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Vol. V, No. 14
Vol. V, No. 14
July 13, 2001
Uncertainty Abounds Before Bonn
As negotiations resume in Bonn next week, it is not clear what will become of the Kyoto Protocol. Although the U.S. will send a delegation to the talks headed by Under Secretary of State for Global Affairs Paula Dobriansky, the State Department has confirmed that President Bush remains opposed to the treaty. According to State Department spokesman Richard Boucher, “The United States takes climate change very seriously and will work constructively within the U.N. Framework Convention on Climate Change.”
“The United States is working with our allies to develop an effective and science-based approach to addressing global climate change,” he said (Greenwire, June 11, 2001).
Japan has become the key player in the negotiations. For the Kyoto Protocol to become international law a sufficient number of Annex I countries – those required to make cuts in greenhouse gas emissions – representing 55 percent of Annex I 1990 emissions, must ratify it. That threshold cannot be met without either Japan or the U.S.
Japan’s Prime Minister Junichiro Koizumi has been pressured by the EU to ratify Kyoto without the U.S. He has made it clear, however, that he has no plans to do so, but in the meantime will work to persuade the U.S. to ratify Kyoto. He also urged the EU to take a more flexible stance on the issue (Asia Pulse, July 11, 2001).
A possible concession to placate Japan would be to postpone the Kyoto timetables, even though the protocol states that targets and timetables cannot be changed until after the protocol goes into effect. Currently, Kyoto requires that during the period of 2008 to 2012 a country’s average emissions should be at the target level. The Chairman of the Sixth Conference of the Parties to the U.N. Framework Convention on Climate Change, Jan Pronk said, “I can imagine that it would be possible to postpone the date of 2008 by two years, to 2010” (New York Times, July 6, 2001).
Canada’s Environment Minister, David Anderson believes that efforts by the EU to proceed with Kyoto are a waste of time. “The EU may be right. It may be theoretically possible to proceed with Kyoto. But what is the victory worth?” he said. “Kyoto is only a means to an end. …Effective climate change action cannot operate effectively without the United States” (Ottawa Citizen, July 11, 2001).
Meanwhile, a cryptic statement from the head of the U.N. Environment Program, Klaus Toepfer, suggests that the G-8 meeting in Genoa, Italy next week will play a role in forcing the issue. “There’s more than good reason to think there will be a signal coming from Genoa to Bonn to finalize it,” he said (Greenwire, July 11, 2001).
Australia attempts to salvage Kyoto
In an interview with Reuters (July 11, 2001), Australian Environment Minister Robert Hill outlined his plan to woo the U.S. back in to the Kyoto Protocol. Australia has been trying to get major developing countries, like China and India, to participate in a greenhouse gas reduction program. This would address one of the U.S.’s primary concerns about the Kyoto pact. However, Hill has not found eager participants. “…they can’t see why they should accept legal constraints on burning carbon which could constrain their economic growth.”
Without a plan to include developing countries in Kyoto and with other concerns left unaddressed, the U.S. is unlikely to change its position at the upcoming talks in Bonn. Hill said that no deal should be reached at Bonn if it does not include the U.S. “We will continue to negotiate the Kyoto rules…but we would argue it would be better if that process wasn’t completed at this meeting in order that the door might be left open for the United States.”
Japan is Far From Kyoto Target
The Japanese Environment Ministry has reported that Japan’s efforts to reduce greenhouse gas emissions have not gone well. Japan agreed to reduce its greenhouse gas emissions by 6 percent below 1990 levels, but emissions rose a whopping six-plus percent in 1999 alone, putting total emissions at 6.8 percent above 1990 levels.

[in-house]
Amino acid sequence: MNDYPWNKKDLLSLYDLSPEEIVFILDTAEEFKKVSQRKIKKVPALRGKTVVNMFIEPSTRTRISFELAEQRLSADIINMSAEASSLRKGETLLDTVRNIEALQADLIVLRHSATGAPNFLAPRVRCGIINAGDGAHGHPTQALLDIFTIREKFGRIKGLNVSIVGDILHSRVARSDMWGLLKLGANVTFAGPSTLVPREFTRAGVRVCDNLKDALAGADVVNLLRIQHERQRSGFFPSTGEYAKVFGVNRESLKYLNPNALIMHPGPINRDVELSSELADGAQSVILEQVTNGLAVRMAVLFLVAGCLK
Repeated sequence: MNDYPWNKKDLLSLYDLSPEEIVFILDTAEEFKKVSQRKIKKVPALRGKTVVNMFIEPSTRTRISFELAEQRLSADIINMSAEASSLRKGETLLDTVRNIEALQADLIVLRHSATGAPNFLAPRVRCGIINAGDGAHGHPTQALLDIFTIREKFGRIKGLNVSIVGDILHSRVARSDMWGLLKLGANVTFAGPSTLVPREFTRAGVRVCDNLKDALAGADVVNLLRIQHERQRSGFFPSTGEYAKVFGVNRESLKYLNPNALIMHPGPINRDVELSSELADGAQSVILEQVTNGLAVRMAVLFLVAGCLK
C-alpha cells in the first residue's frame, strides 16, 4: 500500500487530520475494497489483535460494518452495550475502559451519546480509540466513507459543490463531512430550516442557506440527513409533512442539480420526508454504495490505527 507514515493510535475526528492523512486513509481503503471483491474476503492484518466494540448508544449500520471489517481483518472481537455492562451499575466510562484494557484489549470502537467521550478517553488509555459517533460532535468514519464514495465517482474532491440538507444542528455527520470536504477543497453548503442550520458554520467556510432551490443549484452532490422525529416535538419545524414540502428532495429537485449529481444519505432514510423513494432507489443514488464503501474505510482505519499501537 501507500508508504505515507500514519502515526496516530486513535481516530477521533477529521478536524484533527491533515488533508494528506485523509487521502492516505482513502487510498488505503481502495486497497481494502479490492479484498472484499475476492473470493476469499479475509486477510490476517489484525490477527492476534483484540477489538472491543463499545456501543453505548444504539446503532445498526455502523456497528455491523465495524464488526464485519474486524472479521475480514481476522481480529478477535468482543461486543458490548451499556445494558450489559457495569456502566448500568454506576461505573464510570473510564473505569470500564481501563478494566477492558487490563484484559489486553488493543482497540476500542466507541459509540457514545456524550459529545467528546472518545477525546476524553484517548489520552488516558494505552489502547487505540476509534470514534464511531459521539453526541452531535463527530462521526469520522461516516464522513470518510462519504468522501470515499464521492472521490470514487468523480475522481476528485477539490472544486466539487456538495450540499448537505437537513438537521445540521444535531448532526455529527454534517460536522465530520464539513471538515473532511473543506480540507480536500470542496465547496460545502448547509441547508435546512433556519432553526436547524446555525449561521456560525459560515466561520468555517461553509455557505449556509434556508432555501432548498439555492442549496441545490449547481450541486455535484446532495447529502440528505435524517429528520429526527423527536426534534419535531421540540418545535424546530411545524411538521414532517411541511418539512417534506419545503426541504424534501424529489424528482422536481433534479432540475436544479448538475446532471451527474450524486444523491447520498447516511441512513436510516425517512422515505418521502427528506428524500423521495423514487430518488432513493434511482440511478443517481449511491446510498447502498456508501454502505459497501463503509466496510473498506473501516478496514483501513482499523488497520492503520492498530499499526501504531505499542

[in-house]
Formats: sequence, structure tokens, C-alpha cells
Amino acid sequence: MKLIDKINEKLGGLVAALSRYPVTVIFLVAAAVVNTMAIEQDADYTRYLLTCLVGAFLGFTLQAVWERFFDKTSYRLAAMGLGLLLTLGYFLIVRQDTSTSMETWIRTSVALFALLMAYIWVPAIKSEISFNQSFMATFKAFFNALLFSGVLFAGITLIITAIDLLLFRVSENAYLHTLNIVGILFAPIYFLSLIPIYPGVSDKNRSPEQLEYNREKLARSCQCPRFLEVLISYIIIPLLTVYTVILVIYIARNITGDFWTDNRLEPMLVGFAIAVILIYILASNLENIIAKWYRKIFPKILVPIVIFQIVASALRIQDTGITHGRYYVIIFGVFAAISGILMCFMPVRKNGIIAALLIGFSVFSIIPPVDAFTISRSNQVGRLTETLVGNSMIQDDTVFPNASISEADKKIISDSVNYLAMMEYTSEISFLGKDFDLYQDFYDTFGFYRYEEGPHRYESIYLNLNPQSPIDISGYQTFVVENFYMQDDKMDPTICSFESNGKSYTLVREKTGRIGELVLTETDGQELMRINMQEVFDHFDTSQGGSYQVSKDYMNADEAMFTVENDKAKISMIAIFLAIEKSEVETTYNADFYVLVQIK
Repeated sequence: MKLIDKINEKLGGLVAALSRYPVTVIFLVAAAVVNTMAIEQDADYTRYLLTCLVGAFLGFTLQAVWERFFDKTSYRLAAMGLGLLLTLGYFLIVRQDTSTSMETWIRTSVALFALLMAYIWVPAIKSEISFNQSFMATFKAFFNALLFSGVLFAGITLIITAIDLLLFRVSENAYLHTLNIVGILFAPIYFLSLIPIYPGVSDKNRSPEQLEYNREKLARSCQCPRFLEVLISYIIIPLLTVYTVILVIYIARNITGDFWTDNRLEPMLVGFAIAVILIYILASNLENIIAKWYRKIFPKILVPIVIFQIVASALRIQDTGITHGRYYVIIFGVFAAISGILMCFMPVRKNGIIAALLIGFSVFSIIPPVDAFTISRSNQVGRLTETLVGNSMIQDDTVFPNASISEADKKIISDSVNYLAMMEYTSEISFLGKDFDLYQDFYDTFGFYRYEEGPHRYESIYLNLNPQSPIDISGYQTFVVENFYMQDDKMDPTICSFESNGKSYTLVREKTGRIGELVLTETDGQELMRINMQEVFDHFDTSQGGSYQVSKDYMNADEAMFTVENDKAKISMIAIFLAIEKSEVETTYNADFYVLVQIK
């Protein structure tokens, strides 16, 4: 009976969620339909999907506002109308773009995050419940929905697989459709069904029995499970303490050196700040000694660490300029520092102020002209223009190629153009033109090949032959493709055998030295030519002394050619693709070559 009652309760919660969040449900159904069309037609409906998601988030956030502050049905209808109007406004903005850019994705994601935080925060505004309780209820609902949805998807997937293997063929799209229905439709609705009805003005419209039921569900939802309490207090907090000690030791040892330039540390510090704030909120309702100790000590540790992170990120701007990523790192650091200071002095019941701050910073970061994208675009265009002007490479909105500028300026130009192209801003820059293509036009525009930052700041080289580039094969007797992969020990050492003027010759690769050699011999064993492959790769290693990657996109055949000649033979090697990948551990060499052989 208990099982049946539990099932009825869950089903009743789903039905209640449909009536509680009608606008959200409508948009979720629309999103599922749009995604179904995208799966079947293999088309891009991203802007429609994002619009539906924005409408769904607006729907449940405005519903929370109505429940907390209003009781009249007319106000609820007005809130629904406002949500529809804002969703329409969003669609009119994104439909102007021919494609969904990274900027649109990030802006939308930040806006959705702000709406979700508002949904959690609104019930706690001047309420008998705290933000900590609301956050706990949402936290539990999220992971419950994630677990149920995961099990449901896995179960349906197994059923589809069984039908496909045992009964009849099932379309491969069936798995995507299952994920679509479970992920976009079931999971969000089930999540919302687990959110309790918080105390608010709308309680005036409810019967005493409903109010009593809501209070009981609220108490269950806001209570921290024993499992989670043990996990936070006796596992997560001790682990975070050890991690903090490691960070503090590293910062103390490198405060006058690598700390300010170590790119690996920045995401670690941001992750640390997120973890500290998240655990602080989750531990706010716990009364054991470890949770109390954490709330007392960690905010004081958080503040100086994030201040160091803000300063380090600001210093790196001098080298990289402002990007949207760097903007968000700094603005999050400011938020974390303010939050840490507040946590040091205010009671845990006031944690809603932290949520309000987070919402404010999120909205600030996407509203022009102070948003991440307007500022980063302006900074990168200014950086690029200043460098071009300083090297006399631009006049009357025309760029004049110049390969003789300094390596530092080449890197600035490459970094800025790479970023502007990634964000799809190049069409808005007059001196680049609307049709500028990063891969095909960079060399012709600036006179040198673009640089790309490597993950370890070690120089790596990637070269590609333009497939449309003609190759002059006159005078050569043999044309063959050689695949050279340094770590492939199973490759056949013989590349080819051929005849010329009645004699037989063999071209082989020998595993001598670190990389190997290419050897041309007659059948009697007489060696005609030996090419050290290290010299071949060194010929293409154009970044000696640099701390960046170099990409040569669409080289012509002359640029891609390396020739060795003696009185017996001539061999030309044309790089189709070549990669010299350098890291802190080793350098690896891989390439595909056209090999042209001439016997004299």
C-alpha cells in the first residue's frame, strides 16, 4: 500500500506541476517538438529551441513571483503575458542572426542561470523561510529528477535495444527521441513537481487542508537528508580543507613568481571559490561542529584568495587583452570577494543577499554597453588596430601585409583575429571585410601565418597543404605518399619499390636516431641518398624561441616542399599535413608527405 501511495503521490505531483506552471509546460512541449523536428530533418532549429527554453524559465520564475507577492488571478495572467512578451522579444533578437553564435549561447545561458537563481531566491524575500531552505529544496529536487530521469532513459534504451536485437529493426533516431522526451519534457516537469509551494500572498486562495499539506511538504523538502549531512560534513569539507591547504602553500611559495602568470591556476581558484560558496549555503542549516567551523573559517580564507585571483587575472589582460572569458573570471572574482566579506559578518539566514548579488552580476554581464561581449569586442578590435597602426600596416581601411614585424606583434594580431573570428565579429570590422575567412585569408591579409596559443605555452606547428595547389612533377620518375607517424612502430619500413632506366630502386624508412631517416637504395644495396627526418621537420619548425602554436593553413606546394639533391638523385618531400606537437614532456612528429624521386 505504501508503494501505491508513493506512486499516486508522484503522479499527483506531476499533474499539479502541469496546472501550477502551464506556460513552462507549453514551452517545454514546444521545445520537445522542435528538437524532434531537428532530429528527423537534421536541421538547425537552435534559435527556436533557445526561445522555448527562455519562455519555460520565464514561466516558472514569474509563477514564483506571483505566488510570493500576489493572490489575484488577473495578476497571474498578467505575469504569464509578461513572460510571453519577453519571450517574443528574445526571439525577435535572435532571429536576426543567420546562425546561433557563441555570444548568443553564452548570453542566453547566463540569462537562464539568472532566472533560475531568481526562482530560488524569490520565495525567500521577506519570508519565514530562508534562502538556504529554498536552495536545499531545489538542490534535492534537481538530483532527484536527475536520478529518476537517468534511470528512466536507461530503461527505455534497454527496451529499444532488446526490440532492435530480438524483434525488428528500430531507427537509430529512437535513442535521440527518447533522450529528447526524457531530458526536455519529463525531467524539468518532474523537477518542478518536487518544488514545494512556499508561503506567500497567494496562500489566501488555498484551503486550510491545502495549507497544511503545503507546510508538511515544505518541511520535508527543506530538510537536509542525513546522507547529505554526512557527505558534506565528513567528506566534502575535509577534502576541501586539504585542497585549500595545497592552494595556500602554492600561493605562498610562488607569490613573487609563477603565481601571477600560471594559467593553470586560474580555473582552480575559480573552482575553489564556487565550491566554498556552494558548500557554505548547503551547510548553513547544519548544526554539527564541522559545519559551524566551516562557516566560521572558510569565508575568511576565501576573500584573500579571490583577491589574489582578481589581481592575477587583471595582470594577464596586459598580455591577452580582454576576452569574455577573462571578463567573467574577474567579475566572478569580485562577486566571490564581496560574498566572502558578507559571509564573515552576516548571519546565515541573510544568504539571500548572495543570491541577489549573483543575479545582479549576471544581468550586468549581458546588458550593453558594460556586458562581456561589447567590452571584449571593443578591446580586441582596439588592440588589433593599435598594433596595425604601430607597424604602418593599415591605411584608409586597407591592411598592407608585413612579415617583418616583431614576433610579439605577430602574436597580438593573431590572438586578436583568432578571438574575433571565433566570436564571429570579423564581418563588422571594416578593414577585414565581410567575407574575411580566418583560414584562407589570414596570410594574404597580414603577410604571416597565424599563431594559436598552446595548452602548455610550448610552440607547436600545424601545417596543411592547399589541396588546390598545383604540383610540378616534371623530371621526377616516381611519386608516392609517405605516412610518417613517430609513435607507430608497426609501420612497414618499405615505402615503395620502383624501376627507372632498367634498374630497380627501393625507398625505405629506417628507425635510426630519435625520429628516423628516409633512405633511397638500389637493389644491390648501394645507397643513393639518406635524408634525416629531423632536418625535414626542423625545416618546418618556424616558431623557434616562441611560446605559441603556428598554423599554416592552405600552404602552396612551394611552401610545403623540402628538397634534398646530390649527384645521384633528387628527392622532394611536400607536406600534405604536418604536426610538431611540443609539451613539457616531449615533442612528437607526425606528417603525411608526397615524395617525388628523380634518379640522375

Japan’s greenhouse gas emissions fell in 1997 and 1998 due to an economic slump, according to Ministry officials, but 1999 saw an explosion, with private households increasing emissions by 5.3 percent, from industry by 4.2 percent, from office buildings by 3.3 percent and by 23 percent from the transportation sector (Asahi News Service, July 11, 2001).
Hurricane Damage Unchanged
It has been claimed repeatedly that global warming is causing increases in hurricane damages in the United States. Such claims were made frequently in the aftermath of Hurricane Andrew, which global warming alarmists said was the most costly storm of the 20th century.
Once again, however, environmentalist claims have been invalidated by actual research. A study by Tillinghast – Tower Perrin, a risk-management consulting firm, is the first-ever comprehensive study of “insured hurricane damages from all hurricanes that affected the continental U.S. in the 20th century” (http://www.towers.com/towers/default_till.asp).
The studies key findings include:
· “When actual insured hurricane damages are adjusted to reflect current property values and the increase in the number of people living toward the coast, insured damages in the 1990s were not unusually high compared to other decades in the 20th century.
· “Hurricane Andrew did not produce the highest adjusted damages from a single storm; the September 1926 Miami hurricane led the way with $50 billion in insured damages. Andrew actually ran a distant second with $25 billion in insured damages.
· “While Atlantic hurricane frequency did increase in the second half of the 1990s, the number of such storms striking the U.S. in the decade was actually the second- lowest of the 20th century.”
The analysis refutes global warming claims, according to Tillinghast Principal, Doug Collins. “Our study put historical hurricane costs on a comparable level,” he said. “No one had ever measured the whole 20th century before or considered the explosive growth of residences and vacation homes near the coast.”
Economics 101: Price Caps Don’t Work
Anyone familiar with supply and demand knew it was bound to happen. President Bush warned against it. The Federal Energy Regulatory Commission, however, still plowed ahead with its plan of imposing floating price caps on wholesale electric power in the 11 western states. Now it is time to pay the price. The New York Times reported on July 4 that the price caps are worsening the energy crisis in California.
The price caps, which went into effect June 19, have contributed to further rolling blackouts in California and rolling blackouts for the first time ever in Nevada, according to the Times story. The price caps caused generators to withhold about 600 megawatts of power (enough power for about 600,000 homes).